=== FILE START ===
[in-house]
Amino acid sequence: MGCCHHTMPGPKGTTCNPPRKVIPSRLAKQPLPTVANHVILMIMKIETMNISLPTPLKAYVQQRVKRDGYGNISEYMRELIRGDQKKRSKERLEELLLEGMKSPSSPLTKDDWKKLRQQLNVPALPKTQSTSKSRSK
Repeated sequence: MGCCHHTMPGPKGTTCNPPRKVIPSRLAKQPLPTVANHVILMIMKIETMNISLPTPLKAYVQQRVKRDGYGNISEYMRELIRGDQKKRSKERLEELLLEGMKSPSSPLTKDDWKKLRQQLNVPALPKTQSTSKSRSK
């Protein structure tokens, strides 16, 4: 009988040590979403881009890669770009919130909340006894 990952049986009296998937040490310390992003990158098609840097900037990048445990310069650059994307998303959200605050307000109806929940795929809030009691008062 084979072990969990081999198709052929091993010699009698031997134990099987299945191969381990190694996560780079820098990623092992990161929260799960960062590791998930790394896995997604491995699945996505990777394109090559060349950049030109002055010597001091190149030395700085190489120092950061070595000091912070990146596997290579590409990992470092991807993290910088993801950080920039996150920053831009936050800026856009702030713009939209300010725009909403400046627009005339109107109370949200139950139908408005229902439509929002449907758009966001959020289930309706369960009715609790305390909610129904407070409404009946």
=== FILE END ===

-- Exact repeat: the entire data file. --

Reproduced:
[in-house]
Amino acid sequence: MGCCHHTMPGPKGTTCNPPRKVIPSRLAKQPLPTVANHVILMIMKIETMNISLPTPLKAYVQQRVKRDGYGNISEYMRELIRGDQKKRSKERLEELLLEGMKSPSSPLTKDDWKKLRQQLNVPALPKTQSTSKSRSK
Repeated sequence: MGCCHHTMPGPKGTTCNPPRKVIPSRLAKQPLPTVANHVILMIMKIETMNISLPTPLKAYVQQRVKRDGYGNISEYMRELIRGDQKKRSKERLEELLLEGMKSPSSPLTKDDWKKLRQQLNVPALPKTQSTSKSRSK
């Protein structure tokens, strides 16, 4: 009988040590979403881009890669770009919130909340006894 990952049986009296998937040490310390992003990158098609840097900037990048445990310069650059994307998303959200605050307000109806929940795929809030009691008062 084979072990969990081999198709052929091993010699009698031997134990099987299945191969381990190694996560780079820098990623092992990161929260799960960062590791998930790394896995997604491995699945996505990777394109090559060349950049030109002055010597001091190149030395700085190489120092950061070595000091912070990146596997290579590409990992470092991807993290910088993801950080920039996150920053831009936050800026856009702030713009939209300010725009909403400046627009005339109107109370949200139950139908408005229902439509929002449907758009966001959020289930309706369960009715609790305390909610129904407070409404009946």